House Appropriations Committee raises NASA budget
On Thursday, May 8th, 2014, the House Appropriations Committee voted to give NASA $19.9 billion for FY 2015. This was about $439 million more than the White House had asked for. The Committee criticized President Obama for consistently asking for less money than what was needed to meet the space agency’s goals. A refrain which has been consistently leveled at the prior administration. Chairwoman Barbara Mikulski said, “I was deeply troubled to receive the President’s budget…I was deeply troubled in the area of NASA because there was a reduction of $186 million from fiscal 2014.”
For his part, NASA Administrator Charlie Bolden defended President Obama’s budget request, saying the funding would increase in future years as projects such as Wide-Field Infrared Survey Telescope (WFIRST) ramp up.
In reply, Mikulski said, “I don’t want to talk about future missions, I want to talk about now. I want to talk about earth science, physics, planetary science.”
Representative Robert Aderholt, vice chairman of the subcommittee that funds NASA, said, “NASA is important to the country’s future,” Aderholt said. “Continued funding for SLS is key to maintaining the United States role as the world’s leader in space.”
Under the new appropriations bill, NASA must report back within thirty days on whether the second SLS flight could be a manned mission to Mars. The committee authorized NASA to consider a manned fly-by of Mars in 2021. SLS is receiving $1.6 billion, $1.14 billion for the Orion Multipurpose Crew Vehicle and $315 million for ground operations at Kennedy Space Center. Commercial Crew received $785 million, $1.45 billion for planetary science, and $100 million to plan the Europa Clipper mission, an unmanned mission to Jupiter’s moon Europa.
Representative Adam Schiff said the Europa mission was a top priority. “We now have a very substantial investment in that mission, something that JPL is intimately involved in.”
The committee was less favorable to the proposed Asteroid Redirect Mission (ARM), writing:
“The Congress still has outstanding questions and concerns about the ARM’s costs and feasibility, as well as its strategic relevance and potential to generate external support from the public and international collaborators. Because it remains unclear whether or when the Congress will make a long-term commitment to the ARM concept, the Committee believes that funding associated with the mission must be carefully constrained to prevent the occurrence of waste in the event that the ARM never receives final approval.”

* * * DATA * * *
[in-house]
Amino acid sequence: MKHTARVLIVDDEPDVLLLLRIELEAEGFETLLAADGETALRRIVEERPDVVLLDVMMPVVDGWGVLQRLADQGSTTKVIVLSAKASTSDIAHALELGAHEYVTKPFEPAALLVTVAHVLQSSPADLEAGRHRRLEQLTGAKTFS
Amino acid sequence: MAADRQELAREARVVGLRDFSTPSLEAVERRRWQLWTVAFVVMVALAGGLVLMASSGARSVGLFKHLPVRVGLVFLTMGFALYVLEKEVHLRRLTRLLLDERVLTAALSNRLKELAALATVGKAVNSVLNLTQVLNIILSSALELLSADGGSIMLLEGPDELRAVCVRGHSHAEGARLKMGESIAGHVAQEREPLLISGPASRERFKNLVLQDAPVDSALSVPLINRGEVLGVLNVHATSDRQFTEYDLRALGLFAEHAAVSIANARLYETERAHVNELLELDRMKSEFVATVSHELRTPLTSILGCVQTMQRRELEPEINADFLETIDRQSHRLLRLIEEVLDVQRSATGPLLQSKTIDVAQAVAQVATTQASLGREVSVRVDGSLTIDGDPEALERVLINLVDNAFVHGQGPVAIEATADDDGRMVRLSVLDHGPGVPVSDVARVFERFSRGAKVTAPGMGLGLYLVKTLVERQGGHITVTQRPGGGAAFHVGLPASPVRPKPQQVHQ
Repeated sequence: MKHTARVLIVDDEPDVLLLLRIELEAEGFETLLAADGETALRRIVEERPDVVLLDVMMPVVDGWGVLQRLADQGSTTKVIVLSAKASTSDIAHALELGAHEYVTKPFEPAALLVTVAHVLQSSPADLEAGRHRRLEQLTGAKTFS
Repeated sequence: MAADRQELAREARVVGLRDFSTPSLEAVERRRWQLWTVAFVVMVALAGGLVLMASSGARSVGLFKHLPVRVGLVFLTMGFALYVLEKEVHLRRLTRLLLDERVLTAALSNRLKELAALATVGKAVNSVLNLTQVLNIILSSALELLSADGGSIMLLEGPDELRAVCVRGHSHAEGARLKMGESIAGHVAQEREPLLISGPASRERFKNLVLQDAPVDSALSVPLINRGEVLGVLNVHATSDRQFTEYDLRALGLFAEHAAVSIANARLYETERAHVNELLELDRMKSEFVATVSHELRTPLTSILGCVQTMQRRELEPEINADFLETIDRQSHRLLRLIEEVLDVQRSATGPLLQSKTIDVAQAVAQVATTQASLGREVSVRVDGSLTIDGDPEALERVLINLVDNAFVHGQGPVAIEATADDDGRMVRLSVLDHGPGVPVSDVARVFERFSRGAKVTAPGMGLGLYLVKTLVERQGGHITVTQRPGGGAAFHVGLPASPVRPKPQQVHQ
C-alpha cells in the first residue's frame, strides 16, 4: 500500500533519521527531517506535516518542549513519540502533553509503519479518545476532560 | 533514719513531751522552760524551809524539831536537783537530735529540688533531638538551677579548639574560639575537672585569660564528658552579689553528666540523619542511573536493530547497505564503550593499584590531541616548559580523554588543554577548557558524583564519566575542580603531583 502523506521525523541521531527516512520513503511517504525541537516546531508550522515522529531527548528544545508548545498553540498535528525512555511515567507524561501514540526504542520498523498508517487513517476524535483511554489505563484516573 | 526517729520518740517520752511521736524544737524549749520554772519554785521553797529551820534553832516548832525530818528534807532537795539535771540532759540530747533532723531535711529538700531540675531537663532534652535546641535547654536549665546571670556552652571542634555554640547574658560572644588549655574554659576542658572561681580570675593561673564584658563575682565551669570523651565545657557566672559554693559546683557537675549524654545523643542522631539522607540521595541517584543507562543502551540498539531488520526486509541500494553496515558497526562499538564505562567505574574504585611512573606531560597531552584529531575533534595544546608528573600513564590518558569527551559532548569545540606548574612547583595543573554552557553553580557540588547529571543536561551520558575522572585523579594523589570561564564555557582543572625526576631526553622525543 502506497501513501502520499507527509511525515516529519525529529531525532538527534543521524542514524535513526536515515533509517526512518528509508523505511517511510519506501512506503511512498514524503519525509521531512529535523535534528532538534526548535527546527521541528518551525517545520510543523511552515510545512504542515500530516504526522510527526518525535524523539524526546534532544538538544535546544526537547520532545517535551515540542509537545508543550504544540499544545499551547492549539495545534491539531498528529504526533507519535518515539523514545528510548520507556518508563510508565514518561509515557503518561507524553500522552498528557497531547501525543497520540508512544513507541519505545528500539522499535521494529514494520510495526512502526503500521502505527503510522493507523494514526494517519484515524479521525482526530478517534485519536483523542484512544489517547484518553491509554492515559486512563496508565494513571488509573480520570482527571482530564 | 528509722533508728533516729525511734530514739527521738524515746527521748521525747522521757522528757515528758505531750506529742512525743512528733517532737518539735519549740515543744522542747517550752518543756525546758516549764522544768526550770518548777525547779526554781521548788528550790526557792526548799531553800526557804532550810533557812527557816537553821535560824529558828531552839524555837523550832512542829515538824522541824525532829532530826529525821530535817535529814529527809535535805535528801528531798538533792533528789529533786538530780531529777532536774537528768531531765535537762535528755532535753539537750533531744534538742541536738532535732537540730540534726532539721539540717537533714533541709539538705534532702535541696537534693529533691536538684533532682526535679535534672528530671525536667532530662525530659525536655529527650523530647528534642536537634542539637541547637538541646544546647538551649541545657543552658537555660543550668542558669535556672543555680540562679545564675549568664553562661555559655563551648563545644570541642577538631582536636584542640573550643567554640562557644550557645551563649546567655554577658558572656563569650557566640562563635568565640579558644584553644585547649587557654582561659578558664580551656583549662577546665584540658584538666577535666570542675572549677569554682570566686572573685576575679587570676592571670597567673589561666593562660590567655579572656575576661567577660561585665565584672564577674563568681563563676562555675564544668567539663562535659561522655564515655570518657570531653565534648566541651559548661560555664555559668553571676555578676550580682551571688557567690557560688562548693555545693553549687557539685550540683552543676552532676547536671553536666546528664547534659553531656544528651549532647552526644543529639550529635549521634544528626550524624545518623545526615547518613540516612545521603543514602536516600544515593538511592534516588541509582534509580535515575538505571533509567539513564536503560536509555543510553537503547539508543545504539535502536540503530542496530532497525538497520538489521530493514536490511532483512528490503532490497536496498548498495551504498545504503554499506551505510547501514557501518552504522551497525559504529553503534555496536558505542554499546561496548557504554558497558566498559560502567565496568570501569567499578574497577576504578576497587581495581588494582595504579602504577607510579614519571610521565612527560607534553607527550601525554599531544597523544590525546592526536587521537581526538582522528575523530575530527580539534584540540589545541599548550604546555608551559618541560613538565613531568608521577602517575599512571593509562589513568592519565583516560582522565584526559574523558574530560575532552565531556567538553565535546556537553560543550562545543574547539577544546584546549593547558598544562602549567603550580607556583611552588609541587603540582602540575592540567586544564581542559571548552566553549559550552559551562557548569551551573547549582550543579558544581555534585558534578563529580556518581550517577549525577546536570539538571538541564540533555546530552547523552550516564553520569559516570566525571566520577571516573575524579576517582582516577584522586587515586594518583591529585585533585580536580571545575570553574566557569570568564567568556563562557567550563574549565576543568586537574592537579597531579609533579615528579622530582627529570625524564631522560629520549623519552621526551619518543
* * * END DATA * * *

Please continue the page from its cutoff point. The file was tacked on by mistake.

“It’s nice to know that planetary science is back. This is really great news for JPL, but more broadly, great news for those who want America to maintain its preeminence in planetary science,” Schiff said.
NASA had proposed grounding the Stratospheric Observatory for Infrared Astronomy (SOFIA), a modified 747 equipped with a 100-inch refracting telescope. The Committee shot down the plan to retire SOFIA, saying that it provides “good science,” and that:
“NASA shall continue seeking third-party partners whose additional funding support would restore SOFIA’s budget to its full operational level.” The budget will now go to the full House for approval. Meanwhile the Senate is working on its own budget. The two appropriations plans will be reconciled in the fall.
Bolden has repeatedly stated that Congress should support President Obama’s initiatives and that it should adequately fund NASA to allow the agency to accomplish the tasks that it has been directed upon. Recent comments from the administrator detailed the “choices” he had to make. It is therefore unclear why he would note his disapproval of receiving more funding than requested.
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Collin R. Skocik has been captivated by space flight since the maiden flight of space shuttle Columbia in April of 1981. He frequently attends events hosted by the Astronaut Scholarship Foundation, and has met many astronauts in his experiences at Kennedy Space Center. He is a prolific author of science fiction as well as science and space-related articles. In addition to the Voyage Into the Unknown series, he has also written the short story collection The Future Lives!, the science fiction novel Dreams of the Stars, and the disaster novel The Sunburst Fire. His first print sale was Asteroid Eternia in Encounters magazine. When he is not writing, he provides closed-captioning for the hearing impaired. He lives in Atlantic Beach, Florida.
The SLS can not and will not take astronauts to Mars by itself.
Not powerful enough and the Orion is not large enough period.
Dear Mr. Murray,
That information came from the following source – not Mr. Skocik:
I relayed your comment to Boeing’s Ginger Barnes the Vice President and Program Manager for SLS – she stated she has seen mission designs that would allow SLS to carry out a Mars flyby – in a single launch (she also stated she reviewed another that would require two launches). What is your involvement on SLS?
Sincerely, Jason Rhian – Editor, The SpaceFlight Group
Yet one more time, for accurate information as to the capacity of the SLS and Orion to deliver astronauts to Mars, please read the interview with NASA Deputy Associate Administrator for Exploration Systems Development Dan Dumbacher “Fact Checking Rumors On NASA’s Space Launch System” written by Jason Rihan and published 20 March 2014 in Spaceflight Insider.